Saturday, 3 March 2018

The politics has been decided, but economics remains an open question

Mrs May has said our regulations would remain "substantially similar". Though this does not confer any special rights, it will be the foundation of any new relationship with the EU. This prompts remainers to ask what the point of leaving is.

That actually underscores why remainers have not understood what the EU is. Were it just a regulatory union (a single market) we would not in all likelihood be leaving it. Were it simply there for facilitation of goods and services there would not be sufficient reason to object.

The EU was never intended to be just a trade bloc, and it's only really British politicians who have pretended otherwise. It was always destined to be a supreme government for Europe expanding far beyond the domain of trade.

The single market (of which 3/4 Efta states are a member) is a regulatory union based on a body of law which represents only a quarter of the entire EU acquis. The rest is to serve the function of building and expanding its political power.

The obvious complaint being that the more power it has the less nation states have and the more remote the decision making, whereupon it imposes one size fits all political ideals on a diverse set of cultures. This makes meaningful democracy impossible.

I could expand on that and we could be here all day but I feel that question was settled by the referendum. Voters may not have been aware of how the system works but they knew enough to know they didn't want to be part of the political union & have the EU as their government.

So that leaves the question of how we leave and what relationship we want. This is where Brexiters lose the plot in wanting absolute sovereignty over every last detail. That's where I part company with eurosceptics. It's a matter of proportionality.

I'm never going to have strong opinions on aubergine marketing standards and it really doesn't bother me that we have a uniform set of rules for the manufacture of cars. In the grand scheme of things it's not that important.

So really this is a question of what we are prepared to go to the barricades over. This is where there are philosophical debates to be had about the nature of the UK legal system and how the EU system of rights tramples too much on our ability to govern ourselves.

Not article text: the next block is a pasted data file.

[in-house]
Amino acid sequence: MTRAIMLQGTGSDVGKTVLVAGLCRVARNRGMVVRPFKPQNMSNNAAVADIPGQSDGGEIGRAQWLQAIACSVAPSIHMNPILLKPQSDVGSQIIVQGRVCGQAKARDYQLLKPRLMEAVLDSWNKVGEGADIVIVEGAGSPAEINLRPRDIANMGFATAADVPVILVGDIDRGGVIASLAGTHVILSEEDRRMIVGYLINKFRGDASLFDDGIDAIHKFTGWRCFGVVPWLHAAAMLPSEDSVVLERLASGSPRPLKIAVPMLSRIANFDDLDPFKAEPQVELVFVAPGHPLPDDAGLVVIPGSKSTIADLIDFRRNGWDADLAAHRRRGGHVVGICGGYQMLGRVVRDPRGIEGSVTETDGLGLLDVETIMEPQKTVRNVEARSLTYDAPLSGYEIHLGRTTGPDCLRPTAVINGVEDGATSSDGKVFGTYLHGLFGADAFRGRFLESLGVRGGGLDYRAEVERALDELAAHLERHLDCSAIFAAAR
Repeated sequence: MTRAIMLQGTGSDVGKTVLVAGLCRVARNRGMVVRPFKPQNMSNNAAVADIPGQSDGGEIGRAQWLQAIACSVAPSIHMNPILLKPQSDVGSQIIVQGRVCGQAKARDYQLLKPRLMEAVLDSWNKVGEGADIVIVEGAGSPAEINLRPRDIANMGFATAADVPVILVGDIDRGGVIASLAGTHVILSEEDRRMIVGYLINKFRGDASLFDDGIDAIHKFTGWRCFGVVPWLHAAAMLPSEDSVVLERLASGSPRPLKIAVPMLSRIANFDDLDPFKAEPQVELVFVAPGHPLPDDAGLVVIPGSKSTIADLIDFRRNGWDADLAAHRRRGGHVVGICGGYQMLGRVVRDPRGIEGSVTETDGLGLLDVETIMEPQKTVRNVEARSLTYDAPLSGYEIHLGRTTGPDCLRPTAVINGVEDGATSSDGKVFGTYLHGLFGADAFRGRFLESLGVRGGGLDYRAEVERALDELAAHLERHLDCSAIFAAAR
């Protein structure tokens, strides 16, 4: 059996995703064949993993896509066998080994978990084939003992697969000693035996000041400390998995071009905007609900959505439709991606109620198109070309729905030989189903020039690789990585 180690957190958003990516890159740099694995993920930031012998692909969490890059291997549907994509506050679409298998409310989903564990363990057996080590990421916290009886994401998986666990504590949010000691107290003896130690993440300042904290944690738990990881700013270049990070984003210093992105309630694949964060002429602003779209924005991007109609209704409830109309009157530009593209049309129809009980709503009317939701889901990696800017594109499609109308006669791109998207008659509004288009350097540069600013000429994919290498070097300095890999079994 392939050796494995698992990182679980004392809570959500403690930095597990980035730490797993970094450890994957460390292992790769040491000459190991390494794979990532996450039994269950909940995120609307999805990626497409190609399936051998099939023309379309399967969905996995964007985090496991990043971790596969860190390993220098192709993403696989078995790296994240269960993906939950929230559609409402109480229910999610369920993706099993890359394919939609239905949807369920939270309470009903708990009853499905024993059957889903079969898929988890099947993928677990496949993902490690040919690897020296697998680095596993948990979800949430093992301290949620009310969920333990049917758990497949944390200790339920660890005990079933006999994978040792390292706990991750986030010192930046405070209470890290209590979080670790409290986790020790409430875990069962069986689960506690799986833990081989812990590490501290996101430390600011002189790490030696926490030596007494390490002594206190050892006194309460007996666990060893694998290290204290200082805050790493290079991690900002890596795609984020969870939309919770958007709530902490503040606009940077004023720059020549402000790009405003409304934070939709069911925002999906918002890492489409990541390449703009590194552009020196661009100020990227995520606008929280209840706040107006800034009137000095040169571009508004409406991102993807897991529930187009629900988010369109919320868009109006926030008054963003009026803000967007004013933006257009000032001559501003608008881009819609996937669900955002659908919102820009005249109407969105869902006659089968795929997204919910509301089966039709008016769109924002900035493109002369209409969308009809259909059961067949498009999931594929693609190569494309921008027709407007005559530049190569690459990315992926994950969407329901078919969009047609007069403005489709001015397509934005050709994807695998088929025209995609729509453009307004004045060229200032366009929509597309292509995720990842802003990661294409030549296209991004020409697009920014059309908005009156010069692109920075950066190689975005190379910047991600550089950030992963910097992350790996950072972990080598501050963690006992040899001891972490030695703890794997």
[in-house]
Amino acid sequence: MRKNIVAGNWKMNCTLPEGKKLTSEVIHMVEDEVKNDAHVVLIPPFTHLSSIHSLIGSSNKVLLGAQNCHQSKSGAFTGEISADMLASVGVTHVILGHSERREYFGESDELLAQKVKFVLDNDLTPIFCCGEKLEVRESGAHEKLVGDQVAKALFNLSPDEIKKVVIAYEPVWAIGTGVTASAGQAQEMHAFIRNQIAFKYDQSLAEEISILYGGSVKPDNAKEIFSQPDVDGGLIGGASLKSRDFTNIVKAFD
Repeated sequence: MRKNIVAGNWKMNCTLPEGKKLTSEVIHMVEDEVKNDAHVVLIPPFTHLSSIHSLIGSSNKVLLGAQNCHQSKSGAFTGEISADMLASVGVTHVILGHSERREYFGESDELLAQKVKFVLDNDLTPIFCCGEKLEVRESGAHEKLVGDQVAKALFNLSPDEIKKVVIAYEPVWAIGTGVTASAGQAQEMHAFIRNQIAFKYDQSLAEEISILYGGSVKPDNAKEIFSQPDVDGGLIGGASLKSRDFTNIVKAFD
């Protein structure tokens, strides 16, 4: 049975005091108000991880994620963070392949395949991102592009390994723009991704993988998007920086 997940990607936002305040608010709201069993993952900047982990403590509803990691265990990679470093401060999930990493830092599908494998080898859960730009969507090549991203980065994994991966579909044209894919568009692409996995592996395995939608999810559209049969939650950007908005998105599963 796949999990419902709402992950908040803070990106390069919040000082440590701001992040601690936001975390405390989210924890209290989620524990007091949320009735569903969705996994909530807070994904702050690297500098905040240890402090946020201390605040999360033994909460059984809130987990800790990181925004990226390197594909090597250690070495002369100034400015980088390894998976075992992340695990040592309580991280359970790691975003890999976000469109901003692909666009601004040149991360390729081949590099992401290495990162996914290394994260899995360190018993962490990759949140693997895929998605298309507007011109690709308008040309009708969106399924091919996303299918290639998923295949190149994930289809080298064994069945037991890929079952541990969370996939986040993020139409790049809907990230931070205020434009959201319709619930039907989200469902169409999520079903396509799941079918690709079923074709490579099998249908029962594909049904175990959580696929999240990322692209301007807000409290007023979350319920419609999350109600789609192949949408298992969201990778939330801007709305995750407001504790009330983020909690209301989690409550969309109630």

It's fine to have a Europe wide system of values but as they ossify we find that translates into a number of entitlements and intolerable restraints on democracy to the point of absurdity. We then becomes victims of the letter of the law and ill served by it.

I have no objection to economic and regulatory collaboration - which is an essential component of modern trade and there is every advantage in sharing the load for European defence - but not if it involves the wholesale transfer of political authority to the EU.

To my mind the EU represents too much power in the hands of too few in a framework that will never respond to democratic demands for reform and will never have the self-awareness to realise its own role aggravating divisions.

For the most part the Remain campaign centred on the economic advantages of the EU but what we find is that we can have all of that as a participant of the single market without being under the political control of the EU apparatus.

The reason they focused on the economic (and still do) is simply because the core proposition of dissolving the nation states of Europe to create a federal Europe is simply not wanted by the vast majority of Brits.

You can demonstrate how the UK frustrates that agenda by way of being a member but political integration is in the DNA of the EU and no euro-election is ever going to change that direction of travel. We can dictate the pace but not the destination.

I can therefore see every reason for leaving the EU but virtually no advantage to leaving the single market. The economic arguments for Brexit are flimsy - but then Brexit isn't and shouldn't be an economic proposition. It is fundamentally about democracy.

This is another area where I part company with Tory leavers. There are many good reasons for leaving the EU but "free trade" isn't one of them and teenage libertarian fantasies based on a woeful misapprehension of how the system works is not a sound basis for public policy.

We are then in a position of choosing the mode of economic partnership with the EU whereupon we must decide whether we wish to maintain free movement of goods and services and whether we are prepared to accept the obligations that go with it.

Being that the single market is the most advanced regulatory union in the world, one which gives consumers the confidence to buy goods on trust, its inherent value is far more than the sum of its parts. That is why the EU opposes any cherrypicking of it.

There are many valid criticisms of it, and still it is fair to say that there is a democratic deficit, but in my view the EEA represents the best compromise available and one which would facilitate Brexit without the economic harm we are sure to endure otherwise.

Many argue that it does exclude a number of goods, very often for less than honest reasons, but in a world of predatory operators and criminal gangs, we are better with than without. To date, I have not seen a compelling reason to leave the single market.

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